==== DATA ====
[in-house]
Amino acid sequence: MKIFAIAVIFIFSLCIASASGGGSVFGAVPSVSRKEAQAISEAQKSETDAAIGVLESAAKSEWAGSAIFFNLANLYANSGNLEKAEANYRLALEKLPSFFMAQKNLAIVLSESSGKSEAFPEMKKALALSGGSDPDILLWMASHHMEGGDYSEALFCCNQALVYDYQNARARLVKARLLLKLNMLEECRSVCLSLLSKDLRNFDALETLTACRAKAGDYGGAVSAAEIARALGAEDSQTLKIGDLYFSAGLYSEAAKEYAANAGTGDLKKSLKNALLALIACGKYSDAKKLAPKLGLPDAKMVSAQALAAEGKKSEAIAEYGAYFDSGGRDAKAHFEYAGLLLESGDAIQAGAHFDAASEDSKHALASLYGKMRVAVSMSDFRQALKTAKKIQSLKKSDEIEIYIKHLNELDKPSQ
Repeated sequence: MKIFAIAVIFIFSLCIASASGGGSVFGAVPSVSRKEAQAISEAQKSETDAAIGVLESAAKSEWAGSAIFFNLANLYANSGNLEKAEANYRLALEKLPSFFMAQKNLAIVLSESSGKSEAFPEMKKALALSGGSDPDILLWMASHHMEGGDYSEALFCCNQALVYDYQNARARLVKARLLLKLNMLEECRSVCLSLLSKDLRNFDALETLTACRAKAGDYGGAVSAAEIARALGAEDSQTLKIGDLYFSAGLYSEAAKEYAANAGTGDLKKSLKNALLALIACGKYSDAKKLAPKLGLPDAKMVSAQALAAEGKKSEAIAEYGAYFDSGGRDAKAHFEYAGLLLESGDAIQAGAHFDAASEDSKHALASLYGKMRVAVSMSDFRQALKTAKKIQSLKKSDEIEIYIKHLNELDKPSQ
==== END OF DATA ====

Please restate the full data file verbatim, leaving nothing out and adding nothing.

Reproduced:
[in-house]
Amino acid sequence: MKIFAIAVIFIFSLCIASASGGGSVFGAVPSVSRKEAQAISEAQKSETDAAIGVLESAAKSEWAGSAIFFNLANLYANSGNLEKAEANYRLALEKLPSFFMAQKNLAIVLSESSGKSEAFPEMKKALALSGGSDPDILLWMASHHMEGGDYSEALFCCNQALVYDYQNARARLVKARLLLKLNMLEECRSVCLSLLSKDLRNFDALETLTACRAKAGDYGGAVSAAEIARALGAEDSQTLKIGDLYFSAGLYSEAAKEYAANAGTGDLKKSLKNALLALIACGKYSDAKKLAPKLGLPDAKMVSAQALAAEGKKSEAIAEYGAYFDSGGRDAKAHFEYAGLLLESGDAIQAGAHFDAASEDSKHALASLYGKMRVAVSMSDFRQALKTAKKIQSLKKSDEIEIYIKHLNELDKPSQ
Repeated sequence: MKIFAIAVIFIFSLCIASASGGGSVFGAVPSVSRKEAQAISEAQKSETDAAIGVLESAAKSEWAGSAIFFNLANLYANSGNLEKAEANYRLALEKLPSFFMAQKNLAIVLSESSGKSEAFPEMKKALALSGGSDPDILLWMASHHMEGGDYSEALFCCNQALVYDYQNARARLVKARLLLKLNMLEECRSVCLSLLSKDLRNFDALETLTACRAKAGDYGGAVSAAEIARALGAEDSQTLKIGDLYFSAGLYSEAAKEYAANAGTGDLKKSLKNALLALIACGKYSDAKKLAPKLGLPDAKMVSAQALAAEGKKSEAIAEYGAYFDSGGRDAKAHFEYAGLLLESGDAIQAGAHFDAASEDSKHALASLYGKMRVAVSMSDFRQALKTAKKIQSLKKSDEIEIYIKHLNELDKPSQ